Timing is of the essence in tax-efficient investment, this is almost a mantra especially in the case of Enterprise Investment Scheme (EIS).
Changes to EIS as a result of Phillip Hammond’s Autumn Budget have fundamentally altered the previously-established investment timetable. The majority advisers have not realised what this means for them and their clients.
The Budget introduced changes to ensure that EIS funds were channelled into genuine growth companies and not, in the Chancellor’s words “low-risk investments, known as capital preservation schemes”.
EIS are all the better for this change, which has returned them to their original purpose of providing an incentive for investors to take positions in exciting young companies. A side effect has been to change the investment timetable completely.
EIS investment has two essential components. First the allotment of shares in the investee company and second the issue of the EIS3 tax certificate which allows the holder to claim tax relief.
With capital preservation EIS, although the allotment of shares was reasonably predictable and swift, it took a long time to get an EIS3 certificate issued. Now, these positions have been reversed.
The reason is this: previously, in the run up to the tax year end, an industrial scale production line of off-the-shelf capital-preservation companies would be created specifically to take advantage of the EIS rules. Advisers would have little difficulty finding homes for their clients’ money as these companies were specially created to meet the demand.
Because these companies were often freshly minted, they would need to establish 4 months trading history before applying to HMRC to issue EIS3 certificates. Add into this a couple of months pre- trading and a 3-month-plus delay by HMRC in meeting the demand for certificates and you often found a 12-18 months delay before tax relief can be claimed.
Since the Budget changes, the industrial production line for capital preservation EIS has been switched off and that gravy train is stuck in the station. The new focus on growth stocks means that investors are likely to be putting their money into trading businesses, which means that the investee company can apply immediately to HMRC to have the EIS issued.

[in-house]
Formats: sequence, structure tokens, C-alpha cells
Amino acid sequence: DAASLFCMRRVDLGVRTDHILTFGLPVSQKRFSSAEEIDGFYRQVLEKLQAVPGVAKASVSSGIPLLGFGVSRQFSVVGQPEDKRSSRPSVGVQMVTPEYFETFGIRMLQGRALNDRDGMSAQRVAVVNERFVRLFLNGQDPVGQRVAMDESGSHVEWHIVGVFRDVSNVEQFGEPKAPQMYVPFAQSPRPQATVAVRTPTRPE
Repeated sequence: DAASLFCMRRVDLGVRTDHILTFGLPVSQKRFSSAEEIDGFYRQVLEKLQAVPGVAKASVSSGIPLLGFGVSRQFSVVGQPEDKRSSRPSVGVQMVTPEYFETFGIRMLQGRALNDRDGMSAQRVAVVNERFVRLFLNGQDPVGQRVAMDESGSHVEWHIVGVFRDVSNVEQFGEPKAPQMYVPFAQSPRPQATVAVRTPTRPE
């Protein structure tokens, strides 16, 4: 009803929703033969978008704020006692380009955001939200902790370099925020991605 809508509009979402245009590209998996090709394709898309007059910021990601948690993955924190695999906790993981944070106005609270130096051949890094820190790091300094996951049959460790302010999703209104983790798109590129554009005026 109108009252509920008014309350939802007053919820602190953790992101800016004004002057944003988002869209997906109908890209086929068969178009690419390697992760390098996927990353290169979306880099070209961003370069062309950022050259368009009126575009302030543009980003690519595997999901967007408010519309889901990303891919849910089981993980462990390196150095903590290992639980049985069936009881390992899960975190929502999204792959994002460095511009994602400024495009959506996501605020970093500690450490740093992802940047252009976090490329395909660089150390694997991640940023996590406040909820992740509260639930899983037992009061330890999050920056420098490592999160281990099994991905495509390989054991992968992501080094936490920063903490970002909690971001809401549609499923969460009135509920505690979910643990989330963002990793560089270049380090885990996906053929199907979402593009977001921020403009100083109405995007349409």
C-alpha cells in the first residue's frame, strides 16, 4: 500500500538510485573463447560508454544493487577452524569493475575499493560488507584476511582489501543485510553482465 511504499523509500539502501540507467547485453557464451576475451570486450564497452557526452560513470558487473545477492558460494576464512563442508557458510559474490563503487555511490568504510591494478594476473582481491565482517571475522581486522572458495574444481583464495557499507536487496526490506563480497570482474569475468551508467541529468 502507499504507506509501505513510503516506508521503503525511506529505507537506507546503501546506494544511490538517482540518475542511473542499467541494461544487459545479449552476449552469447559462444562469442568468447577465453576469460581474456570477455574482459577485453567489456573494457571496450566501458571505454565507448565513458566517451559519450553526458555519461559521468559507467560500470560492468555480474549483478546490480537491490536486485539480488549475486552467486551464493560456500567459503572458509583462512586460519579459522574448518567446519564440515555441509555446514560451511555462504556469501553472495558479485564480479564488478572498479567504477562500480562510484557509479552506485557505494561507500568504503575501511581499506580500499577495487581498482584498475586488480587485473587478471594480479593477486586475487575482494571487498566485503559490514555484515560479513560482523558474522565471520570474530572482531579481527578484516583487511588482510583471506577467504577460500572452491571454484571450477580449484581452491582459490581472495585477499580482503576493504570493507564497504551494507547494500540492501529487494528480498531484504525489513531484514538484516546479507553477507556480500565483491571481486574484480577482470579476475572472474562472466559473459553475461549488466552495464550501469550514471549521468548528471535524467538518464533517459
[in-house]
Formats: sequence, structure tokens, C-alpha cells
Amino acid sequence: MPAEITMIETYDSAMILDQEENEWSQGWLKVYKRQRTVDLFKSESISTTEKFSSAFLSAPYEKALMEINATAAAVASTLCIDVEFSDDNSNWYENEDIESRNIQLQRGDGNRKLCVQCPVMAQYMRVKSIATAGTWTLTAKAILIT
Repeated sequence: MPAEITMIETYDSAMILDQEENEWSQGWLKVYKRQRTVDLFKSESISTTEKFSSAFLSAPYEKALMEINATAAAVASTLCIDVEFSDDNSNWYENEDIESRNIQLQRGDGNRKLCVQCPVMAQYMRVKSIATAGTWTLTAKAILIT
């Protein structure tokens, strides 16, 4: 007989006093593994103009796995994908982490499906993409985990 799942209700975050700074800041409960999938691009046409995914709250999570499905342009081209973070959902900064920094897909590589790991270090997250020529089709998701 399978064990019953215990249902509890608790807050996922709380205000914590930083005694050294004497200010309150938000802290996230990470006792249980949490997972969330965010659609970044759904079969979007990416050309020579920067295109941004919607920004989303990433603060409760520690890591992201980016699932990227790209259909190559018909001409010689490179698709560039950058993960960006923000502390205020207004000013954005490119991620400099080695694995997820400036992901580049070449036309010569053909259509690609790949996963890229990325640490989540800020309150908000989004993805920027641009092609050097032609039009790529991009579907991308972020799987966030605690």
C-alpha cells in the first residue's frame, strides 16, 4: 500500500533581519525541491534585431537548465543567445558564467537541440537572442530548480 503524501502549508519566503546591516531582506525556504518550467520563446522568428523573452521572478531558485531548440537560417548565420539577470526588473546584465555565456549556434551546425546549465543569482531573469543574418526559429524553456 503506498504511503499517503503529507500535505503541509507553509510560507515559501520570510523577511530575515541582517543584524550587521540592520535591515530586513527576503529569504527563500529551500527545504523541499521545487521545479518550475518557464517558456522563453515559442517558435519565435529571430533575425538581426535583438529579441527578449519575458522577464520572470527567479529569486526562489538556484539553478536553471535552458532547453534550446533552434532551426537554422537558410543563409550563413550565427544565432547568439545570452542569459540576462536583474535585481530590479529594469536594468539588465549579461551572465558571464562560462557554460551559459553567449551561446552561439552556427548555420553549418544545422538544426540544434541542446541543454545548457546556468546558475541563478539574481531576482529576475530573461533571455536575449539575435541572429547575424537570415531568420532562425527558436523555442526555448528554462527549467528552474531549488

What takes the time now is the finding of companies to invest in in the first place. This can be a lengthy process as it involves conducting detailed due diligence and often watching the company over a period of time.
On the whole, advisers are not aware that this has upended the EIS investment timeline and still think that EIS is essentially a “tax season” investment. I have heard many advisers say that they don’t start to think about these recommendations until later in the year.
Under the capital preservation regime, a lot of product was saved up to accommodate advisers in the ‘tax season’, and it was not unusual for 45 per cent or more of annual business to be conducted in February and March.
This won’t work anymore, for the simple reason that the need to select and scrutinise growth investments means it can take six months for a fund to invest even a modest portfolio.
From a timing point of view, if an investor waits until February or March they will most probably not be fully invested by the tax year end.
Using carry back it is possible to have investments treated as though they were invested in the previous year and therefore, the period May to October is a great time to invest. There are a few added bonuses to investing in the spring and early summer:
Firstly, if investors pay their tax through self-assessment, they can elect to reduce the July Payment on account, providing that they expect to have the certificates in time for the following January tax filing deadline. An added is benefit is reduced payments on account the following year as well.
Secondly, employees who are paid via PAYE can apply to have their notice of coding adjusted for the remainder of the tax year as soon as they are in receipt of the tax certificates.
Thirdly, investing in the summer means that there is a strong chance of receiving the EIS3 certificates in time for the January deadline.
Finally the summer is a time when there is less money chasing more investment opportunities making it an investors market.
Be warned, there will be a dearth of investment opportunities in the run in to the tax year end next year. Indeed, last year there were some clients who failed to get allocated in time despite starting to invest in November or December.
In this new growth environment, Advisers need to be prioritising their tax efficient investment recommendations earlier and not wait until the traditional tax year end bun fight.
The term ‘sell in May’ does not apply here!